Lebrecht's Album of the Week

Ferrucio Busoni: Elegies (Chandos)

British pianist Peter Donohoe’s recital is a perfect pick-me-up for Covid gloom


Gustav Mahler, who disliked flashy soloists, used to say that his mood picked up if he saw Busoni’s name on the programme. The Italian-Austrian, half-Jewish piano virtuoso and ambitious opera composer was a voracious intellectual and bibliomane who could talk philosophy all night long, studding his conversation (like his music) with jokes. Mahler liked him so much that he conducted the premiere of his orchestral Berceuse in New York in the last concert he ever gave. 

It works, inasmuch as the closing pages pretty depressive

This recital by the British pianist Peter Donohoe is a perfect pick-me-up for Covid gloom. Starting with the Bach-Busoni Toccata in C major a favourite with Horowitz and other Golden Agers it moves into seven quirky Elegies which include (wait for it) King Henry VIII’s Greensleves among other fragments of Busoni’s operatic version of Turandot.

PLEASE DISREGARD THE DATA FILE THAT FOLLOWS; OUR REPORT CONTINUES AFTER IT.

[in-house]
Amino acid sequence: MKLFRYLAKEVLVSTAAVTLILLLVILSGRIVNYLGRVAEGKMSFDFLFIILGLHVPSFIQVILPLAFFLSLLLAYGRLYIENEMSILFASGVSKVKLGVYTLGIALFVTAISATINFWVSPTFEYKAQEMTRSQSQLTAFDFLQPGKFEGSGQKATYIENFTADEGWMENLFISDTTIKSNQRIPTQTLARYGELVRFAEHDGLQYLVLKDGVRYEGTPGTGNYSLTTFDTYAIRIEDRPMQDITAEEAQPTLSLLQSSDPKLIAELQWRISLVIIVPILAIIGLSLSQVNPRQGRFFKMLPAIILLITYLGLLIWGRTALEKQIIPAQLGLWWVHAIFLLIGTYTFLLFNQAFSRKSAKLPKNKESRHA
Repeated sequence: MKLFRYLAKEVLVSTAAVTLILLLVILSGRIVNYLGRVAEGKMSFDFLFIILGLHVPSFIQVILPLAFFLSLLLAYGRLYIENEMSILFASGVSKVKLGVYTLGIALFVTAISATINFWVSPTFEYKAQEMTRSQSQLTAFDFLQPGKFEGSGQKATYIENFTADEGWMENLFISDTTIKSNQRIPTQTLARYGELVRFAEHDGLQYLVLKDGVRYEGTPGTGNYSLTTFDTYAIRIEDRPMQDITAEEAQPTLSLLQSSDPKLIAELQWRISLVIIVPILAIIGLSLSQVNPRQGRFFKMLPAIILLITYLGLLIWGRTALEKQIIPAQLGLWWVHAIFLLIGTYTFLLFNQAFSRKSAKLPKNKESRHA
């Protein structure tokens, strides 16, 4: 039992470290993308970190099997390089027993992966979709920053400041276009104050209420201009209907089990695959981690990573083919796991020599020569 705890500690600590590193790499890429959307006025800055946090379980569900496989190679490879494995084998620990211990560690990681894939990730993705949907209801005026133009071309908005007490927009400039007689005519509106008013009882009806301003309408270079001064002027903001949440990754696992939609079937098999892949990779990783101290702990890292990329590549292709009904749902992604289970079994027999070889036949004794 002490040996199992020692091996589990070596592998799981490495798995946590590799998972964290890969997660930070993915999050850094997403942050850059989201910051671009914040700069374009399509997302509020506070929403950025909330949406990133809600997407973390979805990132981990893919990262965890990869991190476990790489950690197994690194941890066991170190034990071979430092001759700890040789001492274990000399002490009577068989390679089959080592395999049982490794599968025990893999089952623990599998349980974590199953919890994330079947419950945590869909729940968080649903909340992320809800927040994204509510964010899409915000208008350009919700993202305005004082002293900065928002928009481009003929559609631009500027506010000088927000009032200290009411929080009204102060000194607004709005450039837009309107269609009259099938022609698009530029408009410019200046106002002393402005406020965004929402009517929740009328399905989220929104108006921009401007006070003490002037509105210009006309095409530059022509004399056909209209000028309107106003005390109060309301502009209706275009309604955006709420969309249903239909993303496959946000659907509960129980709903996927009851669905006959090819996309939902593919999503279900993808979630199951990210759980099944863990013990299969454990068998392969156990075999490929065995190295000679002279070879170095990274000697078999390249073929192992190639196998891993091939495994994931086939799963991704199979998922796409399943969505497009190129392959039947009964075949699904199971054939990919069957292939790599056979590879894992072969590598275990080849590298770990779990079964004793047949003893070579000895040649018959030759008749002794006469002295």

His Sonatina super Carmen is well known but nonetheless super: a frilly romp through the main themes of Bizet opera with some admonitory fingerwork from Busoni to douse the raging libido. It works, inasmuch as the closing pages are pretty depressive.

Donohoe closes with another Bach-Busoni Toccata to restore the high-minded tone. His playing is always a pleasure, not least for his capacity to make a modern Steinway sound like anything but. On first hearing, I thought mid-century Bösendorfer, on second perhaps a Fazzoli. It takes a truly original pianist to transcend the limitations of these post-industrial behemoths. 

Enjoying The Critic online? It's even better in print

Try five issues of Britain’s newest magazine for £10

Critic magazine cover